Rio de Janeiro is a huge seaside city in Brazil, famed for its Copacabana and Ipanema beaches, 38m Christ the Redeemer statue atop Mount Corcovado and for Sugarloaf Mountain, a granite peak with cable cars to its summit. The city is also known for its sprawling favelas (shanty towns). Its raucous Carnaval festival, featuring parade floats, flamboyant costumes and samba dancers, is considered the world’s largest.
From the oceanfront rooms of Ipanema’s Fasano, it’s easy to fall in love with Rio all over again. The sun rises over Arpoador’s rocks to the left and sets behind the iconic Dois Irmãos mountains to the right. In between, the hotel hasn’t just harnessed Ipanema’s irrepressible, effortless magic, but enhanced it. Paulistano Rogerio Fasano and the French designer Philippe Starck certainly had the credentials to pull off the hippest hotel in town back in 2007, but the impact of its opening, drawing the world back to Rio’s bounteous charms, was akin to the Copacabana Palace launching the city’s golden age in the 1920s. Lenny Kravitz was cooing about his first stay within a matter of weeks, Madonna practically took over the building during a world tour, and Kanye West’s love of Isay Weinfeld (who, ironically, designed all the Fasano hotels and restaurants except for this one) brought him to sample its five-star charms. The three suites are almost identical, but it is the highest, number 707, that is called Seventh Heaven. From the pair of Sergio Rodrigues Voltaire chairs to the huge, two-person shower and the panoramic beach view, the subtle luxury is impressive, rather than excessive.
One of Brazil’s most successful new designers, Isabela Capeto is inspired by museums, books, countries and phases of life. The themes of her collections are as diverse as Matisse, Peru, childhood and even tiles, in homage to the ornate colonial azulejos still found around Rio. The clothes are handmade: embroidered, dyed and pleated in a variety of jewel-like colours, and often trimmed with antique lace, sequins or tulle. Capeto likes to “make women feel beautiful wearing romantic clothes”. This dreamlike vision is doing well; in over fifteen years the business has expanded from Rio to São Paulo to the world. Her children’s line will delight any little girl.
Alberto Landgraf’s formative years as a backpacker who fell in love with Europe, then a trainee chef in London, and finally as the driving force behind one of São Paulo’s most celebrated dining experiences, Epice, continue to inform his style in the kitchen. Seeing him front the young team stationed throughout the open kitchen of his first Rio labour-of-love Oteque is as pleasurable as every stage of the carefully constructed tasting menu. The Humaita space is a gorgeous reconstruction of a crumbled townhouse: the shuttered windows, exposed brickwork and soft lighting keep the focus firmly on the tasting menu’s eight courses, which arrive and are whisked away in perfect time: an oyster served on a bed of Brazil-nut milk atop a rock-salt tower, a baked onion stuffed with sea urchin in a mussel cream, and a perfect chunk of cherne fish in a delicate salsinha(parsely) sauce. Sommelier Leonardo oversees a broad list that runs from classic 1999 Fleury champagne to a 2013 Peverella and Slovenian Rebula.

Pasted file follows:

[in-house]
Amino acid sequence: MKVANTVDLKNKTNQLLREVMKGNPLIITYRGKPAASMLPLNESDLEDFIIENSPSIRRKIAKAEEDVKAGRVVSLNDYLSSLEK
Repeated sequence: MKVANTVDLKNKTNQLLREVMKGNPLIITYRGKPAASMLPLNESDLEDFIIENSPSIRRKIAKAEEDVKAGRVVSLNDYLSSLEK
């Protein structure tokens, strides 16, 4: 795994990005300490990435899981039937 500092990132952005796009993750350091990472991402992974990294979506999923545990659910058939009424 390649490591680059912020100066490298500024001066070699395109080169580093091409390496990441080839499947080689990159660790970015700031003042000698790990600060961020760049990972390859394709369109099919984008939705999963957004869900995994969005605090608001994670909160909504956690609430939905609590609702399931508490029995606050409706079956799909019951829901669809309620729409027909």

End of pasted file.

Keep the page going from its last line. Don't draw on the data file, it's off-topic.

Instituto Moreira Salles
This institute is named after the filmmaker Walter Salles, director of the The Motorcyle Diaries and On the Road. Instituta Moreira Salles was the movie maestro’s lavish childhood home, built by his ultra-successful banker father at the foothills of the Gávea mountain, and now operates as a museum displaying photography exhibitions and works from the family’s private collection. The space hasn’t lost its homey vibe, and the galleries that hold exhibitions of pioneering Brazilian photographers like Marc Ferrez and Sebastião Salgado still feel like they were lived in only yesterday. The living room still holds the Modernist chairs used by the family, as well as a magnificent nacre-coated cabinet. The photography and other visual arts exhibitions compete with the graceful abstract garden, designed by Brazilian landscape artist Burle Marx, that surrounds the Modernist home. Surprisingly, the institute is rarely crowded, giving visitors the opportunity to soak up the mastery of the artists’ works or just lounge in the space’s natural splendour.
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